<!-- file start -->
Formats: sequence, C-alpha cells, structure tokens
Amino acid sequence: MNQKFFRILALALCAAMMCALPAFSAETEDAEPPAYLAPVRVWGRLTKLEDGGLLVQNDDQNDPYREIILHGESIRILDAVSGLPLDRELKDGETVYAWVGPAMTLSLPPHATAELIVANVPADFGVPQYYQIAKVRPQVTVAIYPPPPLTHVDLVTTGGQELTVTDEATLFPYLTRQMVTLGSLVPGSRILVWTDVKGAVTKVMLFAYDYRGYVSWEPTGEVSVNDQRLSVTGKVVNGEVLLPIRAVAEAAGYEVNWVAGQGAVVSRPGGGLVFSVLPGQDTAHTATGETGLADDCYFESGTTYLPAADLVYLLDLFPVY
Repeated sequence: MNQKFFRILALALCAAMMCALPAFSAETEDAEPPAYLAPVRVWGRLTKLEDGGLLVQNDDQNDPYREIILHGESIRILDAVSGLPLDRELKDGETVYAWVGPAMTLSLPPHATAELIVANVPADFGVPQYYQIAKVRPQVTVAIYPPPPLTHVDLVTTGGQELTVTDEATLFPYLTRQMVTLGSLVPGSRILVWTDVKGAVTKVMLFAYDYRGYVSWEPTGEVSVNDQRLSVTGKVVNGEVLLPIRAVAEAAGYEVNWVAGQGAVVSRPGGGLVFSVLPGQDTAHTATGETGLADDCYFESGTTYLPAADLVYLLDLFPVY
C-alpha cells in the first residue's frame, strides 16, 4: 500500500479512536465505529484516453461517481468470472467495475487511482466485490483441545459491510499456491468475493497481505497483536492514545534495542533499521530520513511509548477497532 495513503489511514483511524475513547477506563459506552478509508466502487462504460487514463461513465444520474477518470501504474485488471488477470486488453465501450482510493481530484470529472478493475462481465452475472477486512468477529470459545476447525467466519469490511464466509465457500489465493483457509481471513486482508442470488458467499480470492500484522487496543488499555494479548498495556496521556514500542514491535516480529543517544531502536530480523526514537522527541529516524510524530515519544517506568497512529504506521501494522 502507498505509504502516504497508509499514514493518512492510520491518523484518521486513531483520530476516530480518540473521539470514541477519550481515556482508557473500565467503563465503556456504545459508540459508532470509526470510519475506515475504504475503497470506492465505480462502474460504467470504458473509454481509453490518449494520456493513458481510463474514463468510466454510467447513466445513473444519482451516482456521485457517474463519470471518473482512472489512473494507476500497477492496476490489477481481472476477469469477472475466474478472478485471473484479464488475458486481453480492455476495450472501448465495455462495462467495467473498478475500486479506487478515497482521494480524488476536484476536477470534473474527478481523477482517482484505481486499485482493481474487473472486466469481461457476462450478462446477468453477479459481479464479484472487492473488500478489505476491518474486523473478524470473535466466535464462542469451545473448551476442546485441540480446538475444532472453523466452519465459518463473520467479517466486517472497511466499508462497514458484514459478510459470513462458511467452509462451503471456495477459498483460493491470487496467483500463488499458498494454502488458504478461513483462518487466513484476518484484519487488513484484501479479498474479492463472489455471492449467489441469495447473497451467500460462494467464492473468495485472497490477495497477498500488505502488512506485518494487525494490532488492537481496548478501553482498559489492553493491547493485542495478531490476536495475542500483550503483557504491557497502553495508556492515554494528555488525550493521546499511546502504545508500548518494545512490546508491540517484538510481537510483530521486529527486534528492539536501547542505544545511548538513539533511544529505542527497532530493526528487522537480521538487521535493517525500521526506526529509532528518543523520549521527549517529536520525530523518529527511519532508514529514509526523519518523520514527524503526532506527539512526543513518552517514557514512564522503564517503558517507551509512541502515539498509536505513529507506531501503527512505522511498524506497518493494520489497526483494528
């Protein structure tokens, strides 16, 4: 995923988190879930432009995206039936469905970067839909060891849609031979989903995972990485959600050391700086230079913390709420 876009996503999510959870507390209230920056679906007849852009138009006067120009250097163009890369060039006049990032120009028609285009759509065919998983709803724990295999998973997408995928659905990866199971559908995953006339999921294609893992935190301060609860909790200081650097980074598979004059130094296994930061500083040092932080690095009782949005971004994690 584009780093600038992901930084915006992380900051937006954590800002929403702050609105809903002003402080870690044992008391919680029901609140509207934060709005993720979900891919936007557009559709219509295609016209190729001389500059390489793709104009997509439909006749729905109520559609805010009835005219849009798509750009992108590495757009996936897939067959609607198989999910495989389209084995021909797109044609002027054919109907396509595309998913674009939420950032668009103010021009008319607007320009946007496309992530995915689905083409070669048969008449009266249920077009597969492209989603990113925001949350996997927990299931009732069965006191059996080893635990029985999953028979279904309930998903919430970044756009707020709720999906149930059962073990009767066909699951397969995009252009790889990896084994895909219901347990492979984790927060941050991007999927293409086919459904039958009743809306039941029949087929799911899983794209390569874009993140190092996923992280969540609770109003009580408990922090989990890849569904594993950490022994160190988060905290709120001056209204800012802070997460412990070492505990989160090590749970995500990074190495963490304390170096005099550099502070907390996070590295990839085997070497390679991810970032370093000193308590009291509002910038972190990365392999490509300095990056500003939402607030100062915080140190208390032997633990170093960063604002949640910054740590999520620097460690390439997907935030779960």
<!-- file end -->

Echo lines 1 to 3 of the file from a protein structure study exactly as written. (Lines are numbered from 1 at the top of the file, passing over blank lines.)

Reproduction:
Formats: sequence, C-alpha cells, structure tokens
Amino acid sequence: MNQKFFRILALALCAAMMCALPAFSAETEDAEPPAYLAPVRVWGRLTKLEDGGLLVQNDDQNDPYREIILHGESIRILDAVSGLPLDRELKDGETVYAWVGPAMTLSLPPHATAELIVANVPADFGVPQYYQIAKVRPQVTVAIYPPPPLTHVDLVTTGGQELTVTDEATLFPYLTRQMVTLGSLVPGSRILVWTDVKGAVTKVMLFAYDYRGYVSWEPTGEVSVNDQRLSVTGKVVNGEVLLPIRAVAEAAGYEVNWVAGQGAVVSRPGGGLVFSVLPGQDTAHTATGETGLADDCYFESGTTYLPAADLVYLLDLFPVY
Repeated sequence: MNQKFFRILALALCAAMMCALPAFSAETEDAEPPAYLAPVRVWGRLTKLEDGGLLVQNDDQNDPYREIILHGESIRILDAVSGLPLDRELKDGETVYAWVGPAMTLSLPPHATAELIVANVPADFGVPQYYQIAKVRPQVTVAIYPPPPLTHVDLVTTGGQELTVTDEATLFPYLTRQMVTLGSLVPGSRILVWTDVKGAVTKVMLFAYDYRGYVSWEPTGEVSVNDQRLSVTGKVVNGEVLLPIRAVAEAAGYEVNWVAGQGAVVSRPGGGLVFSVLPGQDTAHTATGETGLADDCYFESGTTYLPAADLVYLLDLFPVY